2. Selflessness. Our self-awareness and self-confidence disappear. Our inner critics falls silent.
  3. Timelessness. Our perception of time is altered. The sense of past and future disappears and we are completely in the here and now.
  4. Effortlessness. The action which we are performing comes easily. The experience is intrinsically rewarding, i.e. “autotelic”.
  5. Control. We feel that we are in complete control of the situation. 
  6. Self-motivation. The experience is naturally motivational. We perform the action not to get something in return, but because it feels incredibly good. 
  7. Complete concentration. We feel intensely concentrated on a limited field of information. We are totally focused on what we are doing in the here and now.
  8. Perfect balance between challenge and ability. The challenge of the task at hand exceeds our abilities just enough to require us to move just slightly outside our comfort zone – but never so much that we are overwhelmed.
  9. Clear goals. We have a clear goal for the current action before us. It’s not a big goal (like winning the Olympics), but a small, manageable milestone. This is so we know what we’re doing now and what we will do next. This keeps our attention focused on the present.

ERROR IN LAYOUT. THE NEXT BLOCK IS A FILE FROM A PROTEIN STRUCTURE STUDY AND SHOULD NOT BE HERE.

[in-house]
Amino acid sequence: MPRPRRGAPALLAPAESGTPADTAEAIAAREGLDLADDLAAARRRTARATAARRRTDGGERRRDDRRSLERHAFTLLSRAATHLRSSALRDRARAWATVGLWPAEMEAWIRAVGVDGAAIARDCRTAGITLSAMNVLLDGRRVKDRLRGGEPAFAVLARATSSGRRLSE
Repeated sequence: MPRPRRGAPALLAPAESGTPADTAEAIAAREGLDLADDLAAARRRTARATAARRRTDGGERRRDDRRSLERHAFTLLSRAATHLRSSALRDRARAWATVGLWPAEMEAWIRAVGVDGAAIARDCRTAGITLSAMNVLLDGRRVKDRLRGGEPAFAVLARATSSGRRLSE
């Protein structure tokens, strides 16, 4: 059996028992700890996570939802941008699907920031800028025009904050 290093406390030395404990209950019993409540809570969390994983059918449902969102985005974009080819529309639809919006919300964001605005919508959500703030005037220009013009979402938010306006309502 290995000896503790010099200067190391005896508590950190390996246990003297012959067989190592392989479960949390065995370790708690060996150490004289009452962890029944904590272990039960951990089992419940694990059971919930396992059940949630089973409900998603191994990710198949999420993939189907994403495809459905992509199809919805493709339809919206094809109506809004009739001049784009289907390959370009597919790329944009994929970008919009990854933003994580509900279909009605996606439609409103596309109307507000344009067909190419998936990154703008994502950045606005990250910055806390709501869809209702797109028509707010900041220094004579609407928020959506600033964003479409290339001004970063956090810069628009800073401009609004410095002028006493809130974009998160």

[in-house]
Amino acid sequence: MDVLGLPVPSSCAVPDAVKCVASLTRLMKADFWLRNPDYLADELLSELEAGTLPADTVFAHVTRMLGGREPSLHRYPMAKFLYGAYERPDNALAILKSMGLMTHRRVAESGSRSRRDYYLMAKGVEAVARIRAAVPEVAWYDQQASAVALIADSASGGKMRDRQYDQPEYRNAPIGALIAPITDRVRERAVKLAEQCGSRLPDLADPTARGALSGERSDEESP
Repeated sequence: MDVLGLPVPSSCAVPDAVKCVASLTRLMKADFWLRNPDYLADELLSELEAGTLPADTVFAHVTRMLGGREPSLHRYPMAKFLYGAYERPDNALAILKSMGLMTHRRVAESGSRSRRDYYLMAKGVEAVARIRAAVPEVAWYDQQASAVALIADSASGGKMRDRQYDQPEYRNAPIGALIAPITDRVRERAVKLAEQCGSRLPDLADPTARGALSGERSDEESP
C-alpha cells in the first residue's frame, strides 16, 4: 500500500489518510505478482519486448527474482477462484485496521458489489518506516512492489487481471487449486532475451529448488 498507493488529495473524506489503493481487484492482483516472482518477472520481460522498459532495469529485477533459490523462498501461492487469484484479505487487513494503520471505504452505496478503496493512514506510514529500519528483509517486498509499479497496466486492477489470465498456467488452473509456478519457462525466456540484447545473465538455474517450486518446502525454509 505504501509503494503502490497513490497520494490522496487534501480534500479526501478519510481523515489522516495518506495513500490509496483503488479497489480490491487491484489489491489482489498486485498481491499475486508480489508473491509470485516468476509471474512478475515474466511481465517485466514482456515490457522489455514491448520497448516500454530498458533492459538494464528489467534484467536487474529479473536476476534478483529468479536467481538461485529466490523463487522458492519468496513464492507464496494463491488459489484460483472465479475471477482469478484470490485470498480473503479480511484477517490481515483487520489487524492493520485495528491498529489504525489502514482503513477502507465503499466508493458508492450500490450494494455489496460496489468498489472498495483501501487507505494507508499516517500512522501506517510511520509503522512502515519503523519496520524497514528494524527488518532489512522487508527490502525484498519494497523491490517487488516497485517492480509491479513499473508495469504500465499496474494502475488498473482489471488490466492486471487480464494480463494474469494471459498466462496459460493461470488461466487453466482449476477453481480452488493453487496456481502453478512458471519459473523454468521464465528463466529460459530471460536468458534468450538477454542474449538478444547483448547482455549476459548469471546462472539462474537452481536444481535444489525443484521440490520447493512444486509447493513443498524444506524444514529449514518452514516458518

10. Immediate feedback. The gap between cause and effect shrinks, so when we receive feedback we can immediately correct what we are doing. [2]

When all or most of these characteristics are present, we are in Flow – but how exactly do we induce this state? As it turns out, by specifically using 4 items from the checklist above to create the perfect conditions for Flow entry.

How to get into the Flow

Now, let’s take a closer look at the last 4 points on the list of Flow characteristics: Complete focus, balance between challenge and ability, clear goals and Immediate feedback. 

According to today’s Flow research, these four are most commonly cited as Flow triggers [3]. Therefore, they are not only part of Flow, but also the prerequisites for reaching this state.